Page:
Article

Lactobacillus reuteri DSM 17938 in Infantile Colic: A Randomized, Double-Blind, Placebo-Controlled Trial

Department of Pediatrics, Regina Margherita Children Hospital, University of Turin, Piazza Polonia, 94 10126 Turin, Italy.
PEDIATRICS (Impact Factor: 5.3). 09/2010; 126(3):e526-33. DOI: 10.1542/peds.2010-0433
Source: PubMed

ABSTRACT To test the efficacy of Lactobacillus reuteri on infantile colic and to evaluate its relationship to the gut microbiota.
Fifty exclusively breastfed colicky infants, diagnosed according to modified Wessel's criteria, were randomly assigned to receive either L reuteri DSM 17 938 (10(8) colony-forming units) or placebo daily for 21 days. Parental questionnaires monitored daily crying time and adverse effects. Stool samples were collected for microbiologic analysis.
Forty-six infants (L reuteri group: 25; placebo group: 21) completed the trial. Daily crying times in minutes/day (median [interquartile range]) were 370 (120) vs 300 (150) (P=.127) on day 0 and 35.0 (85) vs 90.0 (148) (P=.022) on day 21, in the L reuteri and placebo groups, respectively. Responders (50% reduction in crying time from baseline) were significantly higher in the L reuteri group versus placebo group on days 7 (20 vs 8; P=.006), 14 (24 vs 13; P=.007), and 21 (24 vs 15; P=.036). During the study, there was a significant increase in fecal lactobacilli (P=.002) and a reduction in fecal Escherichia coli and ammonia in the L reuteri group only (P=.001). There were no differences in weight gain, stooling frequency, or incidence of constipation or regurgitation between groups, and no adverse events related to the supplementation were observed.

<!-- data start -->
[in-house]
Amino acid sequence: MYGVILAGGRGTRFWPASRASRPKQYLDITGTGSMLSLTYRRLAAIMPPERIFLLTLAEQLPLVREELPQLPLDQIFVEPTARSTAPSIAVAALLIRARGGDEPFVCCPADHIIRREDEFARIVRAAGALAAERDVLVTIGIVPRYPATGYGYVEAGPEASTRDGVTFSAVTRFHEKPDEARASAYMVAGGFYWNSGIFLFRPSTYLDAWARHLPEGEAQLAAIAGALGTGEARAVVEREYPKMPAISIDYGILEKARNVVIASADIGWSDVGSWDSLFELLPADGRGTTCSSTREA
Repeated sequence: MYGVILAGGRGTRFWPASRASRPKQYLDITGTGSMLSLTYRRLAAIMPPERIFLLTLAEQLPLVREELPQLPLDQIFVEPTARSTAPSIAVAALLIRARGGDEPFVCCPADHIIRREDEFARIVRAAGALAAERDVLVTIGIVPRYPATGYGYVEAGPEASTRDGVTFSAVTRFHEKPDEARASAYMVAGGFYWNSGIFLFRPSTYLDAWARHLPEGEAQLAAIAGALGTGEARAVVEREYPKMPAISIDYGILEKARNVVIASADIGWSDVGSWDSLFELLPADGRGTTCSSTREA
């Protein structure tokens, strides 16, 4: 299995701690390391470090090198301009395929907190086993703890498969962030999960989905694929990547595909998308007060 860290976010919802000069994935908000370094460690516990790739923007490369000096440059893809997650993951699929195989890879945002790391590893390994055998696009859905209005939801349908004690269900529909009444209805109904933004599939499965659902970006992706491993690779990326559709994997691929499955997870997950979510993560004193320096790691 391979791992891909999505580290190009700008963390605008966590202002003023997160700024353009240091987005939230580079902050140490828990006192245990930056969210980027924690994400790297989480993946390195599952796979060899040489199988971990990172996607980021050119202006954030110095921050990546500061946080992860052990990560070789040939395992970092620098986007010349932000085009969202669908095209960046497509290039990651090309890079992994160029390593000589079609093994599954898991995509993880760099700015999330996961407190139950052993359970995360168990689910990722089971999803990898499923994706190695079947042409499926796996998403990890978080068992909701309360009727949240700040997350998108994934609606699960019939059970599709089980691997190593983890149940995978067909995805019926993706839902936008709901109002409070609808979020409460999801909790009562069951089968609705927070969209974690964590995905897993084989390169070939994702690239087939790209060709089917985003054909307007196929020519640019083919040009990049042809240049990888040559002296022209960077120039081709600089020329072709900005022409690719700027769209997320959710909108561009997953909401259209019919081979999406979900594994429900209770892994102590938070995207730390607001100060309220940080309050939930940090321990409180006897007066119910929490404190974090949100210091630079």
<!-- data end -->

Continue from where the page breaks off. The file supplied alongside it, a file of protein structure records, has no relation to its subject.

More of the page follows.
L. reuteri DSM 17 938 at a dose of 10(8) colony-forming units per day in early breastfed infants improved symptoms of infantile colic and was well tolerated and safe. Gut microbiota changes induced by the probiotic could be involved in the observed clinical improvement.

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